Is there any correlation between HLA-DR expression in laryngeal mucosa and interleukin gene variation in sudden infant death syndrome?
Article first published online: 27 DEC 2012
©2012 The Author(s)/Acta Pædiatrica ©2012 Foundation Acta Pædiatrica
Volume 102, Issue 3, pages 308–313, March 2013
How to Cite
Ferrante, L., Opdal, S. H., Vege, Å. and Rognum, T. O. (2013), Is there any correlation between HLA-DR expression in laryngeal mucosa and interleukin gene variation in sudden infant death syndrome?. Acta Paediatrica, 102: 308–313. doi: 10.1111/apa.12107
- Issue published online: 5 FEB 2013
- Article first published online: 27 DEC 2012
- Accepted manuscript online: 27 NOV 2012 05:23PM EST
- Manuscript Accepted: 23 NOV 2012
- Manuscript Revised: 26 OCT 2012
- Manuscript Received: 14 SEP 2012
- Norwegian Foundation for Health and Rehabilitation
- Norwegian SIDS and Stillbirth Society
- HLA ;
The mucosal immune system and cytokines are activated in a large proportion of cases of sudden infant death syndrome (SIDS). Our aim was to search for a possible association between cytokine polymorphisms and immune stimulation of the laryngeal mucosal in SIDS.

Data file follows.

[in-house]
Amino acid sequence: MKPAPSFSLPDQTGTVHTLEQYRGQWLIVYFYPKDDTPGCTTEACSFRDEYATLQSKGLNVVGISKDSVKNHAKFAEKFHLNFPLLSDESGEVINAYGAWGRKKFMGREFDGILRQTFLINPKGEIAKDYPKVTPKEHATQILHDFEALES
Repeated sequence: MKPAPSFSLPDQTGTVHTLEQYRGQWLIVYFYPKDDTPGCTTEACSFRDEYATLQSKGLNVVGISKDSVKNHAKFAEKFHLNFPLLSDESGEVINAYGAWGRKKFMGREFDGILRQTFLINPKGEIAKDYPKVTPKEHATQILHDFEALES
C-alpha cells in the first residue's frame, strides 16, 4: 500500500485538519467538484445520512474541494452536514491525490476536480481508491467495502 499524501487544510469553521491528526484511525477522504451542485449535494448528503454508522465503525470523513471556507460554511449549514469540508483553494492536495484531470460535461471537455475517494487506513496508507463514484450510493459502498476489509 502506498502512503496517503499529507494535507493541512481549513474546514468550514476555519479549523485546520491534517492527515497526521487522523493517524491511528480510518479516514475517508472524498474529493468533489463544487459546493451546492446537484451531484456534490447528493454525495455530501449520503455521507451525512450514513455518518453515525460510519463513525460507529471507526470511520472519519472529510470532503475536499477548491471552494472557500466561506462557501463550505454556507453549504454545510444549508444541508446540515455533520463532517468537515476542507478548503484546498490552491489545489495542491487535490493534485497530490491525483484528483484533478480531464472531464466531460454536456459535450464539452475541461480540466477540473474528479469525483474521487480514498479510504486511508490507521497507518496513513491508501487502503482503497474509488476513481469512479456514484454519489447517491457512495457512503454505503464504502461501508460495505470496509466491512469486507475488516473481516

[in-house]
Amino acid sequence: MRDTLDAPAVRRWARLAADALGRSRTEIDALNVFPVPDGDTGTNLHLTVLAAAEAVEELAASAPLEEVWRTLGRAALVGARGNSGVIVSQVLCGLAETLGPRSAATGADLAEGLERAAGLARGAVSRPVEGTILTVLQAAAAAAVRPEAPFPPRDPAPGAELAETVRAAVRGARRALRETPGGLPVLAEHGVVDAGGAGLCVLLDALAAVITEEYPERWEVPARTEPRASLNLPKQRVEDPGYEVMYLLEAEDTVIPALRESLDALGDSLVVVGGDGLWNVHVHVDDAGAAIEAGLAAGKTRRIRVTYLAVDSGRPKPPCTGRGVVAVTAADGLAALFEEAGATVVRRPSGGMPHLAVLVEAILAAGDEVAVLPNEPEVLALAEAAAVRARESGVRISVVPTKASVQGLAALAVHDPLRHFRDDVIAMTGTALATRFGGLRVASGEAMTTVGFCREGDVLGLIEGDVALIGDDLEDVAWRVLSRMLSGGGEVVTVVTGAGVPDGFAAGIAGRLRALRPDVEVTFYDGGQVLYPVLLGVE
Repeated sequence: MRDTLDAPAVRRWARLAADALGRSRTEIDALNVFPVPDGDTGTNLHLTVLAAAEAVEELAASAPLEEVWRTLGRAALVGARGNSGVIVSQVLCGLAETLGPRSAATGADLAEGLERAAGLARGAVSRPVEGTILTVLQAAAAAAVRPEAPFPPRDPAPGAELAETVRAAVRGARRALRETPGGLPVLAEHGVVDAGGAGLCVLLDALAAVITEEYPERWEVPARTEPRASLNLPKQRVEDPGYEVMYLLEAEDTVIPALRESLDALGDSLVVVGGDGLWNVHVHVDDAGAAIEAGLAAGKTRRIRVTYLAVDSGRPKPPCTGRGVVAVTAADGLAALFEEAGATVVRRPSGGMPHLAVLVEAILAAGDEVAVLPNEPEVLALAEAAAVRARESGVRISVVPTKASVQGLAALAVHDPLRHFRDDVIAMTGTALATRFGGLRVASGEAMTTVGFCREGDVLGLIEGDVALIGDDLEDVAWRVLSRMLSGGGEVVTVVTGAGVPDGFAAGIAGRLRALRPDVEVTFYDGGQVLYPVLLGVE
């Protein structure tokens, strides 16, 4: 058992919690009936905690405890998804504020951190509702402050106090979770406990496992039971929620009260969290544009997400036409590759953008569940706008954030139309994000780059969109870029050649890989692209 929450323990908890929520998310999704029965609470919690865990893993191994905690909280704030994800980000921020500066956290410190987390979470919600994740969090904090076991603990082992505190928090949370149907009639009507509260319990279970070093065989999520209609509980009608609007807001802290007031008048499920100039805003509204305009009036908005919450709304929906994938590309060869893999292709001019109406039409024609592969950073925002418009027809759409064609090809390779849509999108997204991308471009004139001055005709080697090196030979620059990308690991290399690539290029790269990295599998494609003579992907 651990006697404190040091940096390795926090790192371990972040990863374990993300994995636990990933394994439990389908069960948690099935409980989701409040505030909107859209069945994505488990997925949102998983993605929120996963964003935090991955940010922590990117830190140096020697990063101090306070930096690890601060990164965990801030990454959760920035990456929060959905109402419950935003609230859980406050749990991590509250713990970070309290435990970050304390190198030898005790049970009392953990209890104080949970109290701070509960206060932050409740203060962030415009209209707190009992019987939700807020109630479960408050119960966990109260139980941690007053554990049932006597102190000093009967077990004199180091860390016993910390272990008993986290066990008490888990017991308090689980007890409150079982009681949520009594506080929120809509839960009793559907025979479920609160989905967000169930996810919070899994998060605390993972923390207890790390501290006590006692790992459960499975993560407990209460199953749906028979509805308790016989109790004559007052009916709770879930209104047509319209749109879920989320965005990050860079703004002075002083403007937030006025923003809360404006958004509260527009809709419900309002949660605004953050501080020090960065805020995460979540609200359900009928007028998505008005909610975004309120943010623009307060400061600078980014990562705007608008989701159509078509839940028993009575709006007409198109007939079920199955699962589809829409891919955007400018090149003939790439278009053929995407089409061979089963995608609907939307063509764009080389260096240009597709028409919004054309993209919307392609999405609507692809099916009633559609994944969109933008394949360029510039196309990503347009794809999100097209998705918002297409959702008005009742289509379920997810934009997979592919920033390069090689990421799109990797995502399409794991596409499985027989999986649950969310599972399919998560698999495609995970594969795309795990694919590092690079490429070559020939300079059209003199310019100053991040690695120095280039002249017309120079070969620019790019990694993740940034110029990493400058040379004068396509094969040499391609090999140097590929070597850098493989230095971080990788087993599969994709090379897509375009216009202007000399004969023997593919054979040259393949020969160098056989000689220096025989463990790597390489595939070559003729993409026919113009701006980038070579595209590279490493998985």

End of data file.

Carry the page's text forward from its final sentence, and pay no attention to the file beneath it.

HLA-DR expression in laryngeal mucosal glands and surface epithelium in 97 SIDS victims was evaluated applying a semi-quantitative scoring system. The findings were related to cytokine gene polymorphisms as well as to the level of various cytokines in the cerebrospinal fluid (CSF). A risk score was established: a score of 0 prepresenting negative HLA-DR, supine position and no fever prior to death.
The IL-6 -176CG/CC genotype was found in 92.3% of the SIDS cases with positive score for all risk factors (p = 0.01). Infants with high HLA-DR score had high levels of IL-6 in the cerebrospinal fluid (>30 μg/L) (p = 0.005). Furthermore, the IL-8 SNPs -781 CT/TT genotypes and −251 AA/AT genotypes were observed in 93% of the SIDS cases with one or more of the risk factors present compared with SIDS cases no risk factors reported (p = 0.003 and p = 0.016, respectively).
This study adds further evidence to the hypothesis that there are genetically associated disturbances of immunological homoeostasis in SIDS.